“We are very pleased with the court’s ruling today, which will now allow us to conduct appropriate discovery from NAI on the issue of who controls NAI, and will also give us a full opportunity to obtain highly relevant documents relating to NAI’s coup against the Viacom Board in 2016,” a CBS spokesperson said in a statement to TheWrap. “With respect to the videotape of Sumner that was submitted to the court under seal, we are pleased that the Court, while keeping the tape confidential, recognized today that the tape is relevant to the issues in this case.”

NAI declined to comment for this story.

Also Read: CBS Execs Accused of Destroying Evidence in Shari Redstone Legal Battle

The video of Redstone is the latest turn in CBS and NAI’s otherwise openly tense battle for control of the media giant.

Last week, CBS accused Sumner’s daughter Shari Redstone in a court filing of threatening to have CBS board member Arnold Kopelson removed after he recorded a January visit with 95-year-old Sumner Redstone in order to “memorialize Mr. Redstone’s physical state,” according to the Wall Street Journal.

The existence of the video was revealed after there were questions as to whether Sumner Redstone would be deposed in the legal battle between NAI and the CBS board — he won’t be. CBS had asked that either the judge allow Sumner Redstone to testify or otherwise nullify testimony on his behalf in order to prevent NAI from offering “self-serving testimony” about his or NAI’s intentions, the Journal reported.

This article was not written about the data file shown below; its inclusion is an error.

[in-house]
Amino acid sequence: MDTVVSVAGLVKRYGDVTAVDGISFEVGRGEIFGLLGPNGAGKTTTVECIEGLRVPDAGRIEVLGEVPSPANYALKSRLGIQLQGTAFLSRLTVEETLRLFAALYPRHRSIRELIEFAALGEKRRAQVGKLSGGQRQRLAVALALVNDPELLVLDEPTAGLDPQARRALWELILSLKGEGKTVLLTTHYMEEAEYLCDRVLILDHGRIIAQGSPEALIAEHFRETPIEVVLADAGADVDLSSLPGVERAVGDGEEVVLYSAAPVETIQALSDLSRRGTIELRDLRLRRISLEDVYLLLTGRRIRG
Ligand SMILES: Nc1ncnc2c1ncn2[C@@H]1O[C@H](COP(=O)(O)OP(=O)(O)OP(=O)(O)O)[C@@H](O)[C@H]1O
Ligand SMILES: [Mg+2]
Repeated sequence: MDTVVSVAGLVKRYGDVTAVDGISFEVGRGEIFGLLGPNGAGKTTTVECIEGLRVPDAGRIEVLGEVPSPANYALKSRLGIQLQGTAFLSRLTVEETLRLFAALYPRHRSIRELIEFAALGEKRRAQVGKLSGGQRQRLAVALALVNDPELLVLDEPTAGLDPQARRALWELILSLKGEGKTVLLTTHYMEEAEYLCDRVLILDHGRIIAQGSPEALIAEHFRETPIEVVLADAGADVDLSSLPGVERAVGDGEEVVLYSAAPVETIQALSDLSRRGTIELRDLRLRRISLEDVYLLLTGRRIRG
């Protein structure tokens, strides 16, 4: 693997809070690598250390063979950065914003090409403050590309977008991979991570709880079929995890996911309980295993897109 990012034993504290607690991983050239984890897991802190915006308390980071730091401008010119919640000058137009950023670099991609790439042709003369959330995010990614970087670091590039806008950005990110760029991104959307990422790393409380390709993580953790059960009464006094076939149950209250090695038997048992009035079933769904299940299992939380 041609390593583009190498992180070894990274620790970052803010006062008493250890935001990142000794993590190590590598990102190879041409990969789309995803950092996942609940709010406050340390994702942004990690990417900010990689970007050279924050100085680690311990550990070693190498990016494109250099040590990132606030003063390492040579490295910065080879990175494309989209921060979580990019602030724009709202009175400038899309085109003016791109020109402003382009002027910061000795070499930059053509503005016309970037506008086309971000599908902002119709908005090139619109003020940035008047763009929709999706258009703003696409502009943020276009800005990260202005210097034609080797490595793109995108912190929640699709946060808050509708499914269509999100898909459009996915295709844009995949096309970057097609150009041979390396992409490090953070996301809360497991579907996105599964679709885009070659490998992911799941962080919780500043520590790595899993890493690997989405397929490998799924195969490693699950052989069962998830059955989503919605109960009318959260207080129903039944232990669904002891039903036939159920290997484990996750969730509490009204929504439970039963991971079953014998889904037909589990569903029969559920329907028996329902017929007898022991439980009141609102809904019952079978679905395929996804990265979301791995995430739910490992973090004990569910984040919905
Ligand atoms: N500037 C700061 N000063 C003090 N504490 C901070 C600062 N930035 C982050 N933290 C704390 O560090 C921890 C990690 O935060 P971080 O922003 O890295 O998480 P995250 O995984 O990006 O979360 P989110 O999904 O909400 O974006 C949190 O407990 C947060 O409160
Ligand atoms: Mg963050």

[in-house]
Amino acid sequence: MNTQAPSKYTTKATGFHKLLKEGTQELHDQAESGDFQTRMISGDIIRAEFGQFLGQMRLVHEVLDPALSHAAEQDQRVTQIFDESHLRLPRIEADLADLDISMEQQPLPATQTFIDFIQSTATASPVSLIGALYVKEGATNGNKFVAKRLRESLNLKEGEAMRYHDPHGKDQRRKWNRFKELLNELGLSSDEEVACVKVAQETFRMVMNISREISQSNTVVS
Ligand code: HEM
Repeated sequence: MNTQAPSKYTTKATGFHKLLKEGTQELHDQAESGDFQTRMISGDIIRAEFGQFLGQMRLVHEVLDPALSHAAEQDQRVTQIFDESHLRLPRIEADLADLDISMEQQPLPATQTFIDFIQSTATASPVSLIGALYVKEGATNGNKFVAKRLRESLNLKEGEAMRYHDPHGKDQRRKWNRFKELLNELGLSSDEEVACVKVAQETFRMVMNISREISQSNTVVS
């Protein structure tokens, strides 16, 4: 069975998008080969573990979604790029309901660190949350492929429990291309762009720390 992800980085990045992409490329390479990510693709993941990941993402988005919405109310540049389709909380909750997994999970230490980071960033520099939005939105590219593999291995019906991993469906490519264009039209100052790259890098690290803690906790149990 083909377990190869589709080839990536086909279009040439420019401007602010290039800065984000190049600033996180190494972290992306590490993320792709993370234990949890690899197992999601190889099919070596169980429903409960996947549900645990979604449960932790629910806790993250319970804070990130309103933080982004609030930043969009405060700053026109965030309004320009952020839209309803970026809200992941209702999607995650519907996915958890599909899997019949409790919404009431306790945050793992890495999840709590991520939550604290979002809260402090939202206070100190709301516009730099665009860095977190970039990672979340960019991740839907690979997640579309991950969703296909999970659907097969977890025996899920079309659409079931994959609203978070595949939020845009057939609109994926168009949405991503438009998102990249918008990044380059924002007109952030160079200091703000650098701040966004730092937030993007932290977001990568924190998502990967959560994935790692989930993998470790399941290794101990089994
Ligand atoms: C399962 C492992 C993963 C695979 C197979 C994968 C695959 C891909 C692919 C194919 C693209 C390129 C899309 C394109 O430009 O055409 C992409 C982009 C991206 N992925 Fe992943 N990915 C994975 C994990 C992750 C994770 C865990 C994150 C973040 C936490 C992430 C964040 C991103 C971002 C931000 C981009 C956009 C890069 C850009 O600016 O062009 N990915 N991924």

Also Read: What Are CBS CEO Les Moonves and Shari Redstone Even Fighting About?

CBS said in that filing that the video shows that Sumner Redstone is “incapable of communicating his views on this case,” according to the Journal.

NAI, on the other hand, has questioned the legality of the recording — a question on which Brouchard has not yet ruled.

This latest squabble arises from the larger battle, in which the CBS board is pushing to dilute the 80 percent voting power NAI and Shari Redstone has in the company. CBS has accused NAI of shirking its fiduciary responsibility to shareholders by attempting to force a merger between CBS and Viacom. NAI has rebuked these claims on numerous occasions.

But CBS is challenging whether Shari Redstone or her father is in charge.

Also Read: Shari Redstone Denies ‘Malicious Insinuation’ That She Is Behind Accusations Against Les Moonves

In a filing in May, CBS CEO Les Moonves expressed concern that control of NAI had “migrated” to Shari Redstone, ostensibly giving her control over CBS’ future.

A person close to NAI told the Journal that control never migrated to Shari Redstone, but that the NAI board has always had the power to vote the controlling CBS and Viacom stakes.

Sean Burch contributed to this reporting.

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Shari Redstone has urged for the recombination of CBS and Viacom — the two media empires her family owns — for the better part of two years.

Redstone’s on-again, off-again desire for a merger took another turn on Tuesday, with National Amusements, her family’s holding company, saying in a court filing she “no longer supported” the recombination.

This came after Redstone snatched back control of Viacom in 2016, following a messy year-long trench war with former CEO Philippe Dauman, and almost immediately turned her attention to protecting the company from an uncertain future.

The courting has been tumultuous, to say the least, and in recent weeks Moonves’ opposition to the deal has seemingly strained relationships and possibly changed the direction of the two companies.